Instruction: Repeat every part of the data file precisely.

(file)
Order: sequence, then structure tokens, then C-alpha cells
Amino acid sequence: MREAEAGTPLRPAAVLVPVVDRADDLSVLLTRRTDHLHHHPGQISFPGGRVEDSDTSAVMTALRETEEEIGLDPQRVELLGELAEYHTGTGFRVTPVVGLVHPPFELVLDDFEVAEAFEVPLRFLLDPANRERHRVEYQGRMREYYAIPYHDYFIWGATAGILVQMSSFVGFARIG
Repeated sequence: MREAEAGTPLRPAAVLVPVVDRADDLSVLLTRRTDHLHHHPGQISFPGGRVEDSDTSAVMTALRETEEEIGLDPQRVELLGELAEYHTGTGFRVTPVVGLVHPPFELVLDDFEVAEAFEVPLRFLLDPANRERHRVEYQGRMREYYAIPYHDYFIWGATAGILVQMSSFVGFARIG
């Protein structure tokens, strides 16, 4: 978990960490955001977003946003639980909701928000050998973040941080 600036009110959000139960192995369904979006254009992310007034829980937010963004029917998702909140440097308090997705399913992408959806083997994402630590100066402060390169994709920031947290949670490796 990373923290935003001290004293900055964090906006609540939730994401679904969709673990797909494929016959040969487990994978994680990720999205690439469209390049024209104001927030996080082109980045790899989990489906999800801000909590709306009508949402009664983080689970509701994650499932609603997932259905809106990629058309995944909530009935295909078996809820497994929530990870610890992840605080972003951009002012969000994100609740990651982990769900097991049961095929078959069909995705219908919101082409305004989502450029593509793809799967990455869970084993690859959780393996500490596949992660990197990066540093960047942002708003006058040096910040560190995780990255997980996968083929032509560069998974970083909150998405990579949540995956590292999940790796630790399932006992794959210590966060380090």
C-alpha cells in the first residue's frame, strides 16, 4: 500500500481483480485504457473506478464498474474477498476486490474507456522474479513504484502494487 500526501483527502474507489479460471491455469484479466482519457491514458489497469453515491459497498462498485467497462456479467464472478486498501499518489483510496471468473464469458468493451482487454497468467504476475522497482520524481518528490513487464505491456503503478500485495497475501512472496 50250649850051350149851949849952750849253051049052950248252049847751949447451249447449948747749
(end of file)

Order: sequence, then structure tokens, then C-alpha cells
Amino acid sequence: MREAEAGTPLRPAAVLVPVVDRADDLSVLLTRRTDHLHHHPGQISFPGGRVEDSDTSAVMTALRETEEEIGLDPQRVELLGELAEYHTGTGFRVTPVVGLVHPPFELVLDDFEVAEAFEVPLRFLLDPANRERHRVEYQGRMREYYAIPYHDYFIWGATAGILVQMSSFVGFARIG
Repeated sequence: MREAEAGTPLRPAAVLVPVVDRADDLSVLLTRRTDHLHHHPGQISFPGGRVEDSDTSAVMTALRETEEEIGLDPQRVELLGELAEYHTGTGFRVTPVVGLVHPPFELVLDDFEVAEAFEVPLRFLLDPANRERHRVEYQGRMREYYAIPYHDYFIWGATAGILVQMSSFVGFARIG
């Protein structure tokens, strides 16, 4: 978990960490955001977003946003639980909701928000050998973040941080 600036009110959000139960192995369904979006254009992310007034829980937010963004029917998702909140440097308090997705399913992408959806083997994402630590100066402060390169994709920031947290949670490796 990373923290935003001290004293900055964090906006609540939730994401679904969709673990797909494929016959040969487990994978994680990720999205690439469209390049024209104001927030996080082109980045790899989990489906999800801000909590709306009508949402009664983080689970509701994650499932609603997932259905809106990629058309995944909530009935295909078996809820497994929530990870610890992840605080972003951009002012969000994100609740990651982990769900097991049961095929078959069909995705219908919101082409305004989502450029593509793809799967990455869970084993690859959780393996500490596949992660990197990066540093960047942002708003006058040096910040560190995780990255997980996968083929032509560069998974970083909150998405990579949540995956590292999940790796630790399932006992794959210590966060380090």
C-alpha cells in the first residue's frame, strides 16, 4: 500500500481483480485504457473506478464498474474477498476486490474507456522474479513504484502494487 500526501483527502474507489479460471491455469484479466482519457491514458489497469453515491459497498462498485467497462456479467464472478486498501499518489483510496471468473464469458468493451482487454497468467504476475522497482520524481518528490513487464505491456503503478500485495497475501512472496 50250649850051350149851949849952750849253051049052950248252049847751949447451249447449948747749